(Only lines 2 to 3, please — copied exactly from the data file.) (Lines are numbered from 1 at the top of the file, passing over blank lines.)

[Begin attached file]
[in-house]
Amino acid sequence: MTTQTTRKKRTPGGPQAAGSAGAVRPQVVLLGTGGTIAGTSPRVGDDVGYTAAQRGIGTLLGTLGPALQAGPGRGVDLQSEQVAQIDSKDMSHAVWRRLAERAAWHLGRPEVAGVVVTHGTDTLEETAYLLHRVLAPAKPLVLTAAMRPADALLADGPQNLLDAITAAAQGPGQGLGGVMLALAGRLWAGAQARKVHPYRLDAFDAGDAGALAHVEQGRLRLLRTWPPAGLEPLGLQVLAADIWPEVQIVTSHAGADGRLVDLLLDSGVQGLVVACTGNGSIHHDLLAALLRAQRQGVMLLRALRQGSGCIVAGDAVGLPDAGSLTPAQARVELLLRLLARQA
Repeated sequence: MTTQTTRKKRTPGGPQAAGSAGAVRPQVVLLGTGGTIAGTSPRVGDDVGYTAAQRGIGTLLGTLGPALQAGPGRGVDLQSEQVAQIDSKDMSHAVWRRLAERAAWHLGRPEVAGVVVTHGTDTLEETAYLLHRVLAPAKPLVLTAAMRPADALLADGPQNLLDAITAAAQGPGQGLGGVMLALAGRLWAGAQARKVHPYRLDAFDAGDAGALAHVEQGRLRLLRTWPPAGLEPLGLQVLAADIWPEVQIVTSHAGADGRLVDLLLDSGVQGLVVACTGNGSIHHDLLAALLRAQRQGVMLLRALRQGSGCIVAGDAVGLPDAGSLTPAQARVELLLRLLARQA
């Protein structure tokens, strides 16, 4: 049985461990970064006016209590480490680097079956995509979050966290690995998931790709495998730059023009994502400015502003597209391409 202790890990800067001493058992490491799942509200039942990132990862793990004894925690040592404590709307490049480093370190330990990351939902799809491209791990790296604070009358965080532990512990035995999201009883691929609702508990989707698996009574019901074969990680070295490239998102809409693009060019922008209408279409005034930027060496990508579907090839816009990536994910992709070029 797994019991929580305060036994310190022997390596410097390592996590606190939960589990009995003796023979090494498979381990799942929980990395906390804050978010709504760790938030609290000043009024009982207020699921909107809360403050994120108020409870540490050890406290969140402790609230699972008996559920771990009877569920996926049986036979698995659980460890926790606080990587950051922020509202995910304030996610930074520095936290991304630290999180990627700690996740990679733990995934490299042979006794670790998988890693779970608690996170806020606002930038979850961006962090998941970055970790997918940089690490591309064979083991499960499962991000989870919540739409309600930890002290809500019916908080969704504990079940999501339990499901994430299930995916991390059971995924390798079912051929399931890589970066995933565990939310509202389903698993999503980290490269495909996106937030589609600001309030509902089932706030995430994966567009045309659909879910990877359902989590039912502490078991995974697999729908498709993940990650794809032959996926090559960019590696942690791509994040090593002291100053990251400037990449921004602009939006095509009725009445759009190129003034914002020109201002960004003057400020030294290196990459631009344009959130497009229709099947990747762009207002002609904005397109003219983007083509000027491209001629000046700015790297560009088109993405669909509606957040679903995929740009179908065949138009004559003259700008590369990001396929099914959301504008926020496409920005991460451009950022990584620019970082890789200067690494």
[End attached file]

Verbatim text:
Amino acid sequence: MTTQTTRKKRTPGGPQAAGSAGAVRPQVVLLGTGGTIAGTSPRVGDDVGYTAAQRGIGTLLGTLGPALQAGPGRGVDLQSEQVAQIDSKDMSHAVWRRLAERAAWHLGRPEVAGVVVTHGTDTLEETAYLLHRVLAPAKPLVLTAAMRPADALLADGPQNLLDAITAAAQGPGQGLGGVMLALAGRLWAGAQARKVHPYRLDAFDAGDAGALAHVEQGRLRLLRTWPPAGLEPLGLQVLAADIWPEVQIVTSHAGADGRLVDLLLDSGVQGLVVACTGNGSIHHDLLAALLRAQRQGVMLLRALRQGSGCIVAGDAVGLPDAGSLTPAQARVELLLRLLARQA
Repeated sequence: MTTQTTRKKRTPGGPQAAGSAGAVRPQVVLLGTGGTIAGTSPRVGDDVGYTAAQRGIGTLLGTLGPALQAGPGRGVDLQSEQVAQIDSKDMSHAVWRRLAERAAWHLGRPEVAGVVVTHGTDTLEETAYLLHRVLAPAKPLVLTAAMRPADALLADGPQNLLDAITAAAQGPGQGLGGVMLALAGRLWAGAQARKVHPYRLDAFDAGDAGALAHVEQGRLRLLRTWPPAGLEPLGLQVLAADIWPEVQIVTSHAGADGRLVDLLLDSGVQGLVVACTGNGSIHHDLLAALLRAQRQGVMLLRALRQGSGCIVAGDAVGLPDAGSLTPAQARVELLLRLLARQA